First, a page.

Image Attribution

(Owlet header image found via a Google Image search, and came from Etsy artist Bestiary Ink)

17 August 2011

Regarding Overuse of Photoshop in the Media

The matter of overly-Photoshopped images in the media isn't a new one, but a few recent instances garnered enough of a widespread reaction that I think it's worth discussing, from both an ethical and an artistic perspective. Today, Go Fug Yourself posted a (stupendous!) rant chastising Vogue magazine for over-"fixing" a supposed group shot of the cast of Glee for the sake of photographic styling perfection. Here's the result:

(here's the post)
Among GFY's criticisms is this well-crafted point: "Look, I get that coordinating a shoot like this is probably a logistical clusterf…er, fiasco, but I also would just like to suggest that Vogue would be well-advised to be sensitive to the fact that they aren’t exactly known for featuring women of color and it might be in their best interests to make an effort to highlight the diversity of Glee‘s cast. Especially because Vogue is becoming increasingly obsolete for the sort of woman who used to read it regularly: AKA people who like outfits in general but who aren’t Eating-Breathing-Sleeping Fashion."

Furthermore, criticism of excessive photo editing has long-warned of the potential influence such images have on many young people. Considering how much of magazines' consumer base is made up of young women in the 15-25 age bracket, how dangerous is it to present an image of idealized unattainable perfection that doesn't actually exist. The flaws and faults and mistakes of fashion photography -- or really, of photography in general -- could be what makes an image actually amazing and inspiring. And it could be what makes a little girl realize that her big nose or her asymmetrical ears or her curves are the most beautiful thing about her.

At the end of July, the UK was in the news for banning advertisements that have been deceptively over-edited. Notably, L'Oréal's Julia Roberts and Christy Turlington ads (for Lancôme and Maybelline respectively) were refused face-time for being excessively air-brushed.

(Julia Roberts' ad campaign for L'Oréal's Lancôme, via The Guardian)
Yes, advertisers have routinely touched-up models' images for ads, but how far is too far? Britain's Advertising Standards Authority called the ads "misleading" and an "exaggeration."

I, for one, believe we've lost some perspective here. As I already said, I believe there is extraordinary beauty in the flaws and the mistakes--both the ones we are born with or develop due to life, and the ones that occur by chance because a photograph captures what happened. Often, with photography, my very favorite elements in an image are those "moments" around the subject - the what-just-happened-to-occur-or-be-there.

And beyond the shameful modification of the art itself, the distortion of reality that has become increasingly commonplace in some advertising and even editorial media carries, as I've said, potentially dangerous implications. How about this 2009 Ralph Lauren ad campaign (left) image of model Filippa Hamilton, beside a catwalk snapshot of her "real" body:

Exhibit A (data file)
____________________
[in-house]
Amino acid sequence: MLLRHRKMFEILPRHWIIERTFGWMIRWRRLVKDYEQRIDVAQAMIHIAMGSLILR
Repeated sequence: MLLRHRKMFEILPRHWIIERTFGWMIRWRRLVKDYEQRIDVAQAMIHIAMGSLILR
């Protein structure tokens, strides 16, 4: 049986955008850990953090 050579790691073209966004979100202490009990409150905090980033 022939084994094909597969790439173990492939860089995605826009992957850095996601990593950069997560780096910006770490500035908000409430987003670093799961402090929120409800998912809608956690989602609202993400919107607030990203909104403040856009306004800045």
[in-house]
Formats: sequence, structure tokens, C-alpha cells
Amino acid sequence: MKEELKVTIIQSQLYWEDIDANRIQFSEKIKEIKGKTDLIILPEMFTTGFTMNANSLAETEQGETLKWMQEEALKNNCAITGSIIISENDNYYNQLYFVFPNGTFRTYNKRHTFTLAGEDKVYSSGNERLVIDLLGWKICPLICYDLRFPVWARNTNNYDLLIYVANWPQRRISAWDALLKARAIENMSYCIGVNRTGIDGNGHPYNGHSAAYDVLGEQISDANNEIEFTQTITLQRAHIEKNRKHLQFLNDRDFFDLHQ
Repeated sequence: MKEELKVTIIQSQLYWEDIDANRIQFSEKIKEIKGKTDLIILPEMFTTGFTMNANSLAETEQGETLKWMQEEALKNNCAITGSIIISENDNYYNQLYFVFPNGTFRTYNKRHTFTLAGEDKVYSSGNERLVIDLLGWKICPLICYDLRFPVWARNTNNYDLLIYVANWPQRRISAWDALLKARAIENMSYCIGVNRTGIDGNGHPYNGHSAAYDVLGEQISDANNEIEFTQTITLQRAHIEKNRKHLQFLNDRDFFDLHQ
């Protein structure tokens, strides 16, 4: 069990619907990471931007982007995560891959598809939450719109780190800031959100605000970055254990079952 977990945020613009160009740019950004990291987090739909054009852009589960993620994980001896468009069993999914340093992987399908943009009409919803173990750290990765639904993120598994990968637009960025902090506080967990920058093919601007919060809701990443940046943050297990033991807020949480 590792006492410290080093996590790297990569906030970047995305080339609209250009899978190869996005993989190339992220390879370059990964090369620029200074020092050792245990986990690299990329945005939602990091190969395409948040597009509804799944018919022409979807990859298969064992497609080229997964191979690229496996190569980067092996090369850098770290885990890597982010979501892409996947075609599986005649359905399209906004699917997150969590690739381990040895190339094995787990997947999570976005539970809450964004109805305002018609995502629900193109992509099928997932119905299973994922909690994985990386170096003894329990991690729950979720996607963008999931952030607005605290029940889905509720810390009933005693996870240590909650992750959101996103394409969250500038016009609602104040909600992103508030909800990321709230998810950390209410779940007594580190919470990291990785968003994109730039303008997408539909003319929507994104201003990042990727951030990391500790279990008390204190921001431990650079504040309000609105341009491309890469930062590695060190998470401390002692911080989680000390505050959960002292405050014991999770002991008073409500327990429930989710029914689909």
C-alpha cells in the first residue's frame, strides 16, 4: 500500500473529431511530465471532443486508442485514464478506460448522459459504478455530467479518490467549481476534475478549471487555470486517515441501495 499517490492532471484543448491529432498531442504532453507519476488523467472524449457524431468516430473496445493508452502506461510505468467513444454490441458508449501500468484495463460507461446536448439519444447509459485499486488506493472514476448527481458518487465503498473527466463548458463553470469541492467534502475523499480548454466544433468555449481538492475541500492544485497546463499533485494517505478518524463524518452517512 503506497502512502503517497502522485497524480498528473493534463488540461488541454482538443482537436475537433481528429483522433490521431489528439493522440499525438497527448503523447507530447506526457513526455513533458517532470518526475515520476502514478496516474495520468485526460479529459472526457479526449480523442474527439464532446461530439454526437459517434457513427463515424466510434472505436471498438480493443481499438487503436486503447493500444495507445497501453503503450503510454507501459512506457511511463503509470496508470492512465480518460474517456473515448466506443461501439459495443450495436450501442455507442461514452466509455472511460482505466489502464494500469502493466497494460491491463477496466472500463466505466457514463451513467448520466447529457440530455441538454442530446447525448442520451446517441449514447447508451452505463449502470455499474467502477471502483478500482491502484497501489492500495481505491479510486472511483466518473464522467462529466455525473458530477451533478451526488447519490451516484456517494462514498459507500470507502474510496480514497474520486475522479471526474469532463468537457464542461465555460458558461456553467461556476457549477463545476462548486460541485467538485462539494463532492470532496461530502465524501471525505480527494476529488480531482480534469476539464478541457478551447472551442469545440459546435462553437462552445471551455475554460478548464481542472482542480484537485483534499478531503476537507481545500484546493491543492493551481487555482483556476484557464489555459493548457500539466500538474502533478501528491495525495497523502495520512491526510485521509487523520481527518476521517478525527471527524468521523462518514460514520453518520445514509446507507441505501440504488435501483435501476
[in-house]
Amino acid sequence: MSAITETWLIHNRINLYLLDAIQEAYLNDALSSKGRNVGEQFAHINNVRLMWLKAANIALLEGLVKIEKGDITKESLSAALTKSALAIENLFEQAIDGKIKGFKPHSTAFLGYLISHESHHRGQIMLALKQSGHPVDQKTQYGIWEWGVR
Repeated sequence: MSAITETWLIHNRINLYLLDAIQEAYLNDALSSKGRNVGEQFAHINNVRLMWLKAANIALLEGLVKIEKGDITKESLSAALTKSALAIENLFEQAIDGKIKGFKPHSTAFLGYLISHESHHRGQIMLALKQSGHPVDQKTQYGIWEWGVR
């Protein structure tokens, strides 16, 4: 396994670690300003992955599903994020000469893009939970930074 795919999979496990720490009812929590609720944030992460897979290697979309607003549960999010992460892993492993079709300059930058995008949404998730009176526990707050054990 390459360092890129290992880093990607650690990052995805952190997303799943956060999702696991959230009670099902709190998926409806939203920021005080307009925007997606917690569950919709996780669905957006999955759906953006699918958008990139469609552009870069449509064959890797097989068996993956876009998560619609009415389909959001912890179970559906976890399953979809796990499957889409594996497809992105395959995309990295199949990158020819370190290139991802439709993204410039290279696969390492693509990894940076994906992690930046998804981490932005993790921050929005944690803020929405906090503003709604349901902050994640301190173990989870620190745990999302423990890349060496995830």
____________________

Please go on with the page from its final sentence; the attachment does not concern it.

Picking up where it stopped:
After public outrage, the fashion house apologized for the retouching, but clearly that hasn't translated into a bigger lesson learned.

Remember when Madonna's pre-Photoshop Dolce and Gabbana campaign images were leaked last fall?



(both Madonna images via here)
I worry that these are examples of a growing trend in which we've crossed over from editing into lying. And frankly, if this is the case, then I find this growing trend despicable. Not only that, but I think those responsible should be professionally embarrassed. Given the successful advancement of technological techniques and resources, how is it even possible that these professionals could believe the public wouldn't notice grotesquely obvious modifications and replacements in images. I'm an editor, and when I catch even the slightest typo post-production, I am mortified. If my name or hands are on something, then I want it to reflect the best of me, not the worst.

As one comment on the GFY post points out, "All I can see are those little spaces between Chris [Colfer]’s legs and Heather [Morris]’s legs that are a totally different colour than the rest of the background. Why are magazines getting worse at Photoshop rather than better?" How did that slip through?! Shouldn't someone get fired or at least dinged in their HR file for an oversight like that?

I know this is an unusual post for me here on Owlet, as I generally like to keep it light and even silly. But I am a lover of fashion and all things media, and I hold a Master's degree in print and multimedia journalism, and I am profoundly disturbed when I see things like this. On the other hand, I am profoundly encouraged when I see these things called out. So to the UK and to GFY and to all the others who have called these outlets and advertisers to task, I say Hear! Hear! We need to hear more of this outcry.

What do you think?

1 comment:

  1. for real...where is Mercedes? And WHY do those girls have on so much makeup? Is Finn standing 100 feet back or is his head really that small? and on and on and on. Yuck.